The good news extends to kindergarten, where St. Paul in Macomb and St. Mary in Metamora are seeing their largest classes since 2004; St. Philomena in Peoria and St. Malachy in Rantoul have their largest classes since 2010; Schlarman Academy in Danville and Holy Family in Oglesby have their largest classes since 2011; and St. Edward in Chillicothe and Immaculate Conception in Monmouth have their largest classes since 2014. At 53, St. Philomena’s kindergarten class is the largest in the Diocese of Peoria this year.

Overall gains have also been reported at St. Matthew in Champaign, up 46 students; St. Malachy, Rantoul (36); Epiphany, Normal (30); Corpus Christi, Bloomington (25); Immaculate Conception, Monmouth (22); Holy Cross, Mendota (21); Costa Catholic, Galesburg, and St. Jude, Peoria (18); and St. Michael the Archangel, Streator (16).

“So we’re seeing positive trends in elementary schools in all the geographic areas of the diocese,” Sanderson said. “We’re really excited that families are recognizing the value of Catholic education, especially when we see these large incoming kindergarten classes. We kind of have an idea that they’re in it for the long haul.”

He added that the long-term hope is this will lead to stronger numbers on the secondary level, as well.

SAVING MISSION

“We have a salvific mission. We are about saving souls. . . .” — Dr. Sharon Weiss

Another trend reported by the schools is students transferring or expressing interest in transferring from public schools, Sanderson said. Some of this is due to how Catholic schools responded to the pandemic, offering in-person instruction rather than remote-only learning for most of the year.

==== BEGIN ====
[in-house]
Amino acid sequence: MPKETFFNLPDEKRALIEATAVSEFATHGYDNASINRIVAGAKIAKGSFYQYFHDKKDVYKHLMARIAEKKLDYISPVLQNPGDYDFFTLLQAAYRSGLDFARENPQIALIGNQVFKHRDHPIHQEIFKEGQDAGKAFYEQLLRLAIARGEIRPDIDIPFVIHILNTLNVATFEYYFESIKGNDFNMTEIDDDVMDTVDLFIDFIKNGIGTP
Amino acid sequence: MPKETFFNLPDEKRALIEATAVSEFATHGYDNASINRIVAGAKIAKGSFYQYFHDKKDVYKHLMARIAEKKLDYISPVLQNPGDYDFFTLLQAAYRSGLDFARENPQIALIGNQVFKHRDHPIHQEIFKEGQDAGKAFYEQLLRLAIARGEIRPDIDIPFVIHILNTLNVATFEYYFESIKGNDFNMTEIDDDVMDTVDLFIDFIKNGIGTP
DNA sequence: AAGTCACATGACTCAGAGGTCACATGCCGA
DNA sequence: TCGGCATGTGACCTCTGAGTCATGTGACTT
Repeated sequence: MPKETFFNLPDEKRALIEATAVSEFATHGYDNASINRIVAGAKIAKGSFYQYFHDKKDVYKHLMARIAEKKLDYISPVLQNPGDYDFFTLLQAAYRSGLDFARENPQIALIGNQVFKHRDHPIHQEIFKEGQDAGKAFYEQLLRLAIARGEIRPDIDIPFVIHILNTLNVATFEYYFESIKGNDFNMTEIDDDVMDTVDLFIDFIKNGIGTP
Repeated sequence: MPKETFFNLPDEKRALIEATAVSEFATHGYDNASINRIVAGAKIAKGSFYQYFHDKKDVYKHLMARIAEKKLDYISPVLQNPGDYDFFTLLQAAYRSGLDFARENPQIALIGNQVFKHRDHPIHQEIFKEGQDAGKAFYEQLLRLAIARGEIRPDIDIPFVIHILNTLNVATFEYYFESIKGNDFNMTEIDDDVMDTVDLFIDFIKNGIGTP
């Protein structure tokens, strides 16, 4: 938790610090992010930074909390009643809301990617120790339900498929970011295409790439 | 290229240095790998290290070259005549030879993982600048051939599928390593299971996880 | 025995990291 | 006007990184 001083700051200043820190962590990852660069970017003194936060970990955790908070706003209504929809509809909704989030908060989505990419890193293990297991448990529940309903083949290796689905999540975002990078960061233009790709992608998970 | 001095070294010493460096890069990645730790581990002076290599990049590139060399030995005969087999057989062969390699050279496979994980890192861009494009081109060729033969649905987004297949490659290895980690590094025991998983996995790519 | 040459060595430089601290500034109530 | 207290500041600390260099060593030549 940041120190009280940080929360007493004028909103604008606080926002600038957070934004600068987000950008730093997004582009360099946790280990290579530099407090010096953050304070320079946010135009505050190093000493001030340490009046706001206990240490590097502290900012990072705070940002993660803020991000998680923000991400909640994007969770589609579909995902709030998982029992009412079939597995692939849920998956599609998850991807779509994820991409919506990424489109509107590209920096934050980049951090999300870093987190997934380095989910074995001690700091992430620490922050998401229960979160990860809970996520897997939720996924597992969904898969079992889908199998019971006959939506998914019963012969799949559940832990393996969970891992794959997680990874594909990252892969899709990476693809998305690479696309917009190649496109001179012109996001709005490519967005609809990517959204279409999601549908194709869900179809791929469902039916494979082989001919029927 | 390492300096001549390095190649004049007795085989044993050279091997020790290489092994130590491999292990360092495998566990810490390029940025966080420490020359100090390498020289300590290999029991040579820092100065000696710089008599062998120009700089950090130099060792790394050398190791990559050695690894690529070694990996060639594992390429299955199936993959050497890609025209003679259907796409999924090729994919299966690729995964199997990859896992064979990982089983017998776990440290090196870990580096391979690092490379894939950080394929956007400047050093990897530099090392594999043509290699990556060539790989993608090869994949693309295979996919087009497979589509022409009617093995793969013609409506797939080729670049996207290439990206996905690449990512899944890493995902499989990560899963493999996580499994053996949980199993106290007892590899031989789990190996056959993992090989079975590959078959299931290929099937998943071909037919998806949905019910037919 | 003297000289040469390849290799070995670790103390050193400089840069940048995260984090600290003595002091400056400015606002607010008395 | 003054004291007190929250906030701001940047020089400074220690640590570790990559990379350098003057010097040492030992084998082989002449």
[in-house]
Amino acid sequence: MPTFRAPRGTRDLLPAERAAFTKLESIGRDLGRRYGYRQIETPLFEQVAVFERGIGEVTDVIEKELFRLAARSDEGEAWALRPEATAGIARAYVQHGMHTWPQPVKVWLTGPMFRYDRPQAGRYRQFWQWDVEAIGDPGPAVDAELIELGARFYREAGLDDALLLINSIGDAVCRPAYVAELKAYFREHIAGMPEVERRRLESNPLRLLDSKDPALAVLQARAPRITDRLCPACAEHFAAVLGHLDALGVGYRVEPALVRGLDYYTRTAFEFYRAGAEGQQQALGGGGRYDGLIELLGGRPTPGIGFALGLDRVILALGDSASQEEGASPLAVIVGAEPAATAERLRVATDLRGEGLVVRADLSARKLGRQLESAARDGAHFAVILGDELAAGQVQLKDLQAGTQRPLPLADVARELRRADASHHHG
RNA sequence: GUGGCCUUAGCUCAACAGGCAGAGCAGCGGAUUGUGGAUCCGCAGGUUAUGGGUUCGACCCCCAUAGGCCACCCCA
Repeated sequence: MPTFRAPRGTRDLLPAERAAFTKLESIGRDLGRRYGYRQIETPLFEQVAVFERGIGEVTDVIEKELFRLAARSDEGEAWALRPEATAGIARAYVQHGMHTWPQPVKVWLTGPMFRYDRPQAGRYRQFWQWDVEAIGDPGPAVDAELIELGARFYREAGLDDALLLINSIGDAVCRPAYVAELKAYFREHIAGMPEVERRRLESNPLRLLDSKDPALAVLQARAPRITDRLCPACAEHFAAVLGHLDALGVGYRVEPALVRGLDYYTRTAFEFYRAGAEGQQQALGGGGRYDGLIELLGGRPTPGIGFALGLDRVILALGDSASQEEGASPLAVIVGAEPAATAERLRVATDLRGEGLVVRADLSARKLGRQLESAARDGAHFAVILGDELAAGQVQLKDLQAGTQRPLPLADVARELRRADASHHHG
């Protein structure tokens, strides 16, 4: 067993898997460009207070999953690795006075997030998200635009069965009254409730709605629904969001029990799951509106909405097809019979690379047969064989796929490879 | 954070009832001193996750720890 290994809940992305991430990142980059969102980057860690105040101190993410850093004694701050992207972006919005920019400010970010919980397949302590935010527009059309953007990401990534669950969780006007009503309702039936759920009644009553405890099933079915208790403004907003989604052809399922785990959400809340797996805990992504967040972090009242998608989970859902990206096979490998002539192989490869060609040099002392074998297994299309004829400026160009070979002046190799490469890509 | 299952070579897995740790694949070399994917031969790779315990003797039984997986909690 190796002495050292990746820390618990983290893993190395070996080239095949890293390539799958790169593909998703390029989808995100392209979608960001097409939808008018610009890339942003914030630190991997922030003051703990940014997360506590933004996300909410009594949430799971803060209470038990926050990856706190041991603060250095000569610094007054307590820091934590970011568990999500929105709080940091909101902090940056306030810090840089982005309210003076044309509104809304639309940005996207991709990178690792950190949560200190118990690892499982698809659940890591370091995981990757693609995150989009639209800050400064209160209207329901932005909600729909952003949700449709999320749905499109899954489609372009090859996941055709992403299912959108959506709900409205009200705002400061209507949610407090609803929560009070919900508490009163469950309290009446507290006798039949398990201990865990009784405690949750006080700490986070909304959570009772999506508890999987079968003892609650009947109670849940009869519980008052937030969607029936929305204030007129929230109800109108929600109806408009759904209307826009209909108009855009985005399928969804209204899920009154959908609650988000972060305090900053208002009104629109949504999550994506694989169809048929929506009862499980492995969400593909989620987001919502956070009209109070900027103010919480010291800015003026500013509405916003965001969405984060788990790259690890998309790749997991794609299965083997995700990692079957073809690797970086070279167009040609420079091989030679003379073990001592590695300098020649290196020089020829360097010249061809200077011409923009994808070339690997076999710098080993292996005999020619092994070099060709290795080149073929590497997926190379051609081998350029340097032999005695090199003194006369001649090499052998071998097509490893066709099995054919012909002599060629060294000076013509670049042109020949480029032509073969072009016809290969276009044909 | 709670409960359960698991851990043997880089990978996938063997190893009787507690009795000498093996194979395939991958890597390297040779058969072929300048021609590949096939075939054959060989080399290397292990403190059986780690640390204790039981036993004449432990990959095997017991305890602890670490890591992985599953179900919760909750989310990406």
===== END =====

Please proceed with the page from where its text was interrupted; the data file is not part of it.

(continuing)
Weiss and Sanderson said state-mandated curriculum on topics such as human sexuality and critical race theory are other factors in parents reconsidering where their children go to school.

There are some things that never change, however.

“We have a salvific mission. We are about saving souls and we want our children and our teachers and our staffs and our school communities to encounter Christ,” Weiss told The Post. “Our schools are one of the best ways to do that.”

Boarding school students boost St. Bede Academy

With an increase of 10 students, St. Bede Academy in Peru is one of the bright spots in terms of secondary education, according to Jerry Sanderson, associate superintendent of Catholic schools for the Diocese of Peoria.

St. Bede Academy, Peru

While St. Bede is owned and operated by the Benedictine monks of St. Bede Abbey and has its own governance structure, enrollment figures are reported to the National Catholic Educational Association Data Bank for all Catholic schools within the boundaries of the diocese.

Eve Postula, superintendent at St. Bede, said the increase from 272 to 282 students is due in large part to the ability to enroll freshmen international students again now that the COVID-19 travel ban has been lifted.

St. Bede has a boarding school with 26 students, many of them from China. This year there are also students from Turkey, Brazil, Germany and Mexico, with a student from Vietnam expected in the second semester.

One of the seven new freshmen is a domestic student who is boarding at St. Bede, Postula said.

Transfer students account for the remainder of the increase.